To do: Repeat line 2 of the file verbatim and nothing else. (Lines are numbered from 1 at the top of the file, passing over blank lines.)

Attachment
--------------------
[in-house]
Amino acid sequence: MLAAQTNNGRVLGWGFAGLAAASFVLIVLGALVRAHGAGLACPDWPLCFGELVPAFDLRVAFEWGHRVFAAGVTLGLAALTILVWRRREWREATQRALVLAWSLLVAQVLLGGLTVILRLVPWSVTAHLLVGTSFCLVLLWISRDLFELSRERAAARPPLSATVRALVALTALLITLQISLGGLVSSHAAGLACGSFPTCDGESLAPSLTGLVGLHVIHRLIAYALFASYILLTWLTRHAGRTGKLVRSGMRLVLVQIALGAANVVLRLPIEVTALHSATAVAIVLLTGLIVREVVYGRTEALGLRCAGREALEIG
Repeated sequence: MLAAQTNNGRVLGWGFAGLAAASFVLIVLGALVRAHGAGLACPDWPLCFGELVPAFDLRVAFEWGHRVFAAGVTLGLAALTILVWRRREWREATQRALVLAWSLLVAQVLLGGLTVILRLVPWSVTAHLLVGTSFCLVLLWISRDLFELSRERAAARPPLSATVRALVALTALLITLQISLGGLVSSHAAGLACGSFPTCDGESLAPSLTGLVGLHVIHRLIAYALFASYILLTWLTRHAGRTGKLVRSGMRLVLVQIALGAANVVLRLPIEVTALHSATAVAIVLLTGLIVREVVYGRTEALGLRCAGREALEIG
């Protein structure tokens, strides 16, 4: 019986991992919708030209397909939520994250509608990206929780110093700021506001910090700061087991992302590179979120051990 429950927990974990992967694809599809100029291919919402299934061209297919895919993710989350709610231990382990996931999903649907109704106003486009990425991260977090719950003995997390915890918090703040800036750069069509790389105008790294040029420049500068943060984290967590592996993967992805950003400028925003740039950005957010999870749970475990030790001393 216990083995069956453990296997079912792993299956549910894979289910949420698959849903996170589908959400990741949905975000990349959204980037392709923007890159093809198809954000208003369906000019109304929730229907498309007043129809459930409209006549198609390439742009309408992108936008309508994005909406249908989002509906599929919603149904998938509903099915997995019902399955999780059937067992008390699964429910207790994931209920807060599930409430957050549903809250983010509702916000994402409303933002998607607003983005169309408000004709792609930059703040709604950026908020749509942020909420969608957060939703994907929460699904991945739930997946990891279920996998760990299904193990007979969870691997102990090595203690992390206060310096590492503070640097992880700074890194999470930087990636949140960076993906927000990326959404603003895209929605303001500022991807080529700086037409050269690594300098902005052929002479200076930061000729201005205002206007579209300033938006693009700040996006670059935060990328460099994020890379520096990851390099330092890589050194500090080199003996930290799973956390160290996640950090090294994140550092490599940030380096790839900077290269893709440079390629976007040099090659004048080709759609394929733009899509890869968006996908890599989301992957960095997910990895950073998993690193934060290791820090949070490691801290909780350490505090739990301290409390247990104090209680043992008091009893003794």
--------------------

Amino acid sequence: MLAAQTNNGRVLGWGFAGLAAASFVLIVLGALVRAHGAGLACPDWPLCFGELVPAFDLRVAFEWGHRVFAAGVTLGLAALTILVWRRREWREATQRALVLAWSLLVAQVLLGGLTVILRLVPWSVTAHLLVGTSFCLVLLWISRDLFELSRERAAARPPLSATVRALVALTALLITLQISLGGLVSSHAAGLACGSFPTCDGESLAPSLTGLVGLHVIHRLIAYALFASYILLTWLTRHAGRTGKLVRSGMRLVLVQIALGAANVVLRLPIEVTALHSATAVAIVLLTGLIVREVVYGRTEALGLRCAGREALEIG